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NEWS | July 28, 2023

Armed Forces Reserve Center houses FEMA team in Vermont

By 1st Sgt. Kenneth Upsall 362nd Mobile Public Affairs Detachment

Rain continued to fall outside the Armed Forces Reserve Center here on July 16, 2023. The Federal Emergency Management Administration (FEMA) trucks parked outside of the quintessentially Vermont U.S. Armed Forces Reserve Center were a testament to the amount of rain the state had seen over the previous week. The FEMA Incident Support Team (IST) – now occupying the assembly hall – was activated on July 10 after historic rainfall in Vermont. Within 36 hours the first elements were in White River Junction setting up their command post at the reserve center to assist state and local search and rescue operations.

According to David Sanborn, the 99th Readiness Division Emergency Management Specialist for FEMA Region I, “The U.S. Army Reserve prepares for and responds to incidents by conducting Defense in Support of Civil Authorities (DSCA) operations to save lives, prevent human suffering, and mitigate real property damage in any part of the United States or its Territories. The Army Reserve has a large DSCA support capability in the form of Army Reserve Facilities and capabilities such as medical, engineering, logistical and many other disciplines that can be used for immediate response or longer-term support.”

For the IST this means being able to utilize Army Reserve facilities to conduct their mission. “FEMA needs robust facilities like this one” said Jim Colston, the IST safety officer. The 51,000 square foot facility has a kitchen, showers, offices, and a large assembly hall where the IST set up their operations center. From this large room medical, logistical, operational, and budgeting specialists worked with local town, county, and state officials to coordinate assistance with swift water recover, search and rescue, and providing National Guard units activated for disaster relief with assistance in helping Vermonters most affected by the flooding.

“Establishing relationships with the Army Reserve early in the process, before anything even happens, is critical to the success of missions like these” said IST Information officer Karl Lee. The reserve center is owned by the 99th Readiness Division, the 99th manages over 500 Army Reserve installations, local training areas, buildings and facilities throughout the division's 13-state region stretching from Maine to Virginia. This footprint includes FEMA Regions 1, 2, and 3. The 99th also has a dedicated DSCA response cell that provides the needed coordination between the Army Reserve and FEMA during this kind of emergency response. When FEMA teams need to move into an emergency area, the Army Reserve and its facilities play a key role in providing space and resources for FEMA to operate from.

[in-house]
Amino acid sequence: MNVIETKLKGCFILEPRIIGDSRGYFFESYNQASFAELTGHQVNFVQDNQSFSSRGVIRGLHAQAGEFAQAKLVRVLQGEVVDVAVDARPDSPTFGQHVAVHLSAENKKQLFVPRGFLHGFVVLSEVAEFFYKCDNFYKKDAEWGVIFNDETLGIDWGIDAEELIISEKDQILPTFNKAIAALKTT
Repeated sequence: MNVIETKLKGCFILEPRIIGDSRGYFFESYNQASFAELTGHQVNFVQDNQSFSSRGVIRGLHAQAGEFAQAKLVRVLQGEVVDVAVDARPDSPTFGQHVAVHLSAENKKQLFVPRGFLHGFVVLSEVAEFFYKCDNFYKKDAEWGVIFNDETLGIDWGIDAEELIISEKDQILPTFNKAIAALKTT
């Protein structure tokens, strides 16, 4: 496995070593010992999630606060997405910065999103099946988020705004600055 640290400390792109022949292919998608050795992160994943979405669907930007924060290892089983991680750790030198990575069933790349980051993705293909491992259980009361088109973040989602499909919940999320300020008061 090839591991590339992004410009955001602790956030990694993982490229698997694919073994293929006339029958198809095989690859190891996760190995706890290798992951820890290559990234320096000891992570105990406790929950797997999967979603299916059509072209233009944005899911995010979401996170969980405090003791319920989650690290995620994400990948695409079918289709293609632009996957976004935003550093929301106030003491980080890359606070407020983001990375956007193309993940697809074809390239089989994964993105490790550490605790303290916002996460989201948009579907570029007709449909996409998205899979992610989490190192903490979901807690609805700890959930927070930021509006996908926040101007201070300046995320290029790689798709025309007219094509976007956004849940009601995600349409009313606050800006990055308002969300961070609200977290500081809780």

Beyond the amenities and space the facility offers, its geographic location is also key to facilitating FEMA operations. “This location is great, it is a critical location to be able to reach affected areas” said Steve Dohman, the logistics section chief for the IST. White River Junction is located at the crossroads of two major interstate highways in Vermont and has access to some of the hardest hit towns in the central and southern portions of the state within an hour by car.

Sanborn echoed this sentiment, “The facility was ideal for providing assistance as an incident support base due to its location in the disaster area, the accessibility of the major interstate roadway systems and the workspace in the facility that provided a conducive and effective command post for the team. Additionally, the facility had ample parking space for the needed support vehicles and swift water rescue boats that were needed on site. Due to the facility location, all major interstates and many major state roads are quickly accessible to the team as they work to coordinate operations to fill gaps in state and local resources.”

Mike Johnson, the operations section chief praised the reserve center for its space and functionality. “This is a great facility; we have room to grow the team if needed.” The IST Is a Type 3 team, meaning there are 45 or less people filling positions, but if the flooding worsened, or 24-hour operations required an increase in manpower, the reserve center has the space and resources to accommodate additional team members.

The Army Reserve has a dedicated DSCA support role in place in every state. There are 10 FEMA Regions across the country and in each region every state has an Emergency Preparedness Liaison Officer and NCO (EPLO) team. These Army Reserve EPLO Teams work in their assigned State as the USAR liaison for emergency support for the FEMA Region Defense Coordinating Officer (DCO).

For the 99th, this mission shows the division’s ability to quickly answer the call for DSCA support. The division has a Homeland Operations Cell (HLO) that has 2 dedicated, full time Emergency Management Specialist assigned to FEMA Regions 1 and 3 as well as a DSCA Planner assigned to FEMA Region II. The roles of these individuals are to train Army Reserve leaders to respond to requests for emergency support from municipalities, called Immediate Response Authority (IRA), work with the State EPLOs, and coordinate with FEMA Region Staff to support new and ongoing emergency operations involving Army Reserve assets and capabilities.